In my previous post I put forward the concept of the dualism of the human mind in the sense of its two faculties: reason and instinct. The former is a pinnacle of evolution which elevates man’s mind above his physical brain through the means of ideas, mental constructs that are communicated, stored and evolved outside of a single mind. Man’s collaboration in the cerebral realm allows ideas to grow in size, strength and complexity just as man’s collaboration in the material realm allows him to erect monumental structures of brick, stone and steel. The latter is the animal part of man that constrains and directs his actions on primal impulse.
Unlike the animal mind, man’s reason gives him the ability to plan his actions, gives him options to choose from. His instinct, however, keeps a tight hold over his will, doing the choosing for him. In this way, even if a person is rational enough to know which action is best for him within his moral framework, he will still have to possess a strong enough will to go through with it.
What can bridge the gap between reason and will? What can give the will enough power to carry out choices worked out through reason?
In his series of letters titled On the Aesthetic Education of Man, Schiller proses such a bridge in the form of Beauty. “Through Beauty the sensuous man is led to form and to thought; through Beauty the spiritual man is brought back to matter and restored to the world of sense.” Schiller posits the two extremes of mankind: the sensual man and the spiritual man – the former a savage ruled by instinct, the latter an emotionless man of reason. Beauty acts as a cure for both of these characters1, though for each in an opposite way. In the case of the savage, Beauty captivates and relaxes, giving the mind ruled by emotion a moment of repose, a moment for thought. For the spiritual man Beauty does the opposite: it ignites his emotions, energizes his senses and brings him back to the material realm. In this way the savage is united with thought, the spiritual man is guided towards action.
If we agree with Schiller on the effects of Beauty, then it follows that the bridge between reason and will is art. There are a myriad definitions of art, but for the sake of following through this thought let’s use Tolstoy’s definition, taken from his book What is Art?: “To evoke in oneself a feeling one has once experienced, and having evoked it in oneself, then, by means of movements, lines, colors, sounds, or forms expressed in words, so to transmit that feeling that others may experience the same feeling – this is the activity of art.” Art is a transmitter of feeling felt by the artist, not merely a thing created to effect a feeling, which can be most anything. Joined with reason, a work of art assumes a moral quality, for one no longer simply communicates any feeling that touched him, but a feeling that was experienced in relation to a morally significant event. A moral event is a choice, either by you or by society, a trial of will, and the feeling one experiences, whether sorrow or joy, is directed by the outcome of the choice.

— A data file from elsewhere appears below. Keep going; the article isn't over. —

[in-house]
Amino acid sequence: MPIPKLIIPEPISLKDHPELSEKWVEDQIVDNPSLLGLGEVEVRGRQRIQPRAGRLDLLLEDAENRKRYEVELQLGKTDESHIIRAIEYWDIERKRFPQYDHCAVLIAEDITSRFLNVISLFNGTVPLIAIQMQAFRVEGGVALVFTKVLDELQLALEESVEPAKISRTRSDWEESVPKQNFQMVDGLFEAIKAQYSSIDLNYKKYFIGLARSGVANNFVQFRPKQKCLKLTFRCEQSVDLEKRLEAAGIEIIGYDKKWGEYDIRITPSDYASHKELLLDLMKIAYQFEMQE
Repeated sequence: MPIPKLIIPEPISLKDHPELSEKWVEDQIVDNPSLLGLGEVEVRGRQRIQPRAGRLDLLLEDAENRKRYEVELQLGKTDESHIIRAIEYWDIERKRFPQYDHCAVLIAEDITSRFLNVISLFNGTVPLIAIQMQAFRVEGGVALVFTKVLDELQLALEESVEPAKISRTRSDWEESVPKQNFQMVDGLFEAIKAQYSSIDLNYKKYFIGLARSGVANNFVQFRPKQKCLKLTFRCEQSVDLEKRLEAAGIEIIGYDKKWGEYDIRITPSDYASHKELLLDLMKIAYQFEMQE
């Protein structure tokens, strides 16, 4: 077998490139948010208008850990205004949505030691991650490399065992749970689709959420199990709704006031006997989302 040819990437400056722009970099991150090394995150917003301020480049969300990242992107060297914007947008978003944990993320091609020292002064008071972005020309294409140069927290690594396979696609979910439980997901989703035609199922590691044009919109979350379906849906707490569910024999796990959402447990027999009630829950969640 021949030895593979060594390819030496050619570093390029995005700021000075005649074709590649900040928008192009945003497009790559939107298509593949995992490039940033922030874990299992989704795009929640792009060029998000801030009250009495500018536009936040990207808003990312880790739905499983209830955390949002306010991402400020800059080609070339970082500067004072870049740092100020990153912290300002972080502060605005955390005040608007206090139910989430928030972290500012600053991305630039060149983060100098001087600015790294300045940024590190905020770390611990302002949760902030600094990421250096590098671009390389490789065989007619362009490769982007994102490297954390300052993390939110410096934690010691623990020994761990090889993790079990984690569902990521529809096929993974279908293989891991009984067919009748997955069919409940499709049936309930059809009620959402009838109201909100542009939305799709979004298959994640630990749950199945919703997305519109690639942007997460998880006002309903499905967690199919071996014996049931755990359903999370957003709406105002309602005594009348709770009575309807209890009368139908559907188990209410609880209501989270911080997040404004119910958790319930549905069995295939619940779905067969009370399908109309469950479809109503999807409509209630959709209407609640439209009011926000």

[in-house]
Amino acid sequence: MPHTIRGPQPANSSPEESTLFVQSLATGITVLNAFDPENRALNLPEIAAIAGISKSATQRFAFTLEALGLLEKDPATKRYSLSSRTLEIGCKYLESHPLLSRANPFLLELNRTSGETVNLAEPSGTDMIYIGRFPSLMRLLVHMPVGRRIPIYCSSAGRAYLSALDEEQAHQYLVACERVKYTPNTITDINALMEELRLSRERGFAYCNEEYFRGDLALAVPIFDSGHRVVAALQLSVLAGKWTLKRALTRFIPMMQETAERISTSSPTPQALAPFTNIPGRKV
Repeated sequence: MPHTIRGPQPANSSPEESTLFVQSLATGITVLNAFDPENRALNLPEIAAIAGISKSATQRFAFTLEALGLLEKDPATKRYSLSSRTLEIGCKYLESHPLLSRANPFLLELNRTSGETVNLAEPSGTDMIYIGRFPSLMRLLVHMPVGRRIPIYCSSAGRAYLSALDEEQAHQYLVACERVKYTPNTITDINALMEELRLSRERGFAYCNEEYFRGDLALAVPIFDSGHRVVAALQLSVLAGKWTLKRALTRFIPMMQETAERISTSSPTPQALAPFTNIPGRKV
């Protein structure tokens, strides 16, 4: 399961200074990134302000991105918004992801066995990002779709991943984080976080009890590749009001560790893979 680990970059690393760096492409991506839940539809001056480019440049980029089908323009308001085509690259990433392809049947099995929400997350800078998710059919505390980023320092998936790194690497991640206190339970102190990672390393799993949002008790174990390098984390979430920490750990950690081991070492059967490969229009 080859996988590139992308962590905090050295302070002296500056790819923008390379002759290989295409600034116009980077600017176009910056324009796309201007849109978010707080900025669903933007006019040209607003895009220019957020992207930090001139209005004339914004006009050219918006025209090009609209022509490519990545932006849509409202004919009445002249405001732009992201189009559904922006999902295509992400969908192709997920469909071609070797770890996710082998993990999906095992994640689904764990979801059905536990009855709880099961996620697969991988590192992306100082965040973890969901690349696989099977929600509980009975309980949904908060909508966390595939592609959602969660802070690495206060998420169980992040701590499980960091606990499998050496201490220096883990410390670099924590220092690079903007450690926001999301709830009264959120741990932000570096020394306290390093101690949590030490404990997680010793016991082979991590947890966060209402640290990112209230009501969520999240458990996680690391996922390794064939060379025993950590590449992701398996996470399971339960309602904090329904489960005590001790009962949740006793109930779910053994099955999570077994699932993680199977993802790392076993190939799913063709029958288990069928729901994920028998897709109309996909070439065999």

Art with a moral quality depicts trials of will. If the artist is successful, they will infect the observer with their own feeling, which in turn will have the potential to kindle their heart and soul. A strong enough feeling will act as a bridge between man’s reason and will, directing the will by means of primal emotion towards the rational and the good – the very same force that the animalistic instinct uses to pull it askew. Art, the conveyor of emotion, becomes the tool of reason, becomes its fuel, a force that can energize the will, can give it the strength to deny base instinct and pursue rational and noble acts.
In vain you will assail their maxims, in vain condemn their deeds; but you can try your fashioning hand upon their idleness. Drive away lawlessness, frivolity and coarseness from their pleasure, and you will imperceptibly banish them from their actions, and finally from their dispositions. Wherever you find them, surround them with noble, great and ingenious forms, enclose them all round with the symbols of excellence, until actuality is overpowered by appearance and Nature by Art.
- A cure is only a cure when its use achieves a desired state of affairs. Schiller’s conception of man is neither rational, nor irrational, but both: “Man – at least in his ultimate tendency – is a sensuous being; with the single difference that in the first case he is a non-rational, in the second a rational, animal. But he should be neither of these, he should be a human being; Nature should not rule him exclusively, nor Reason conditionally. Both systems of law should subsist in complete independence, yet in complete accord with one another.”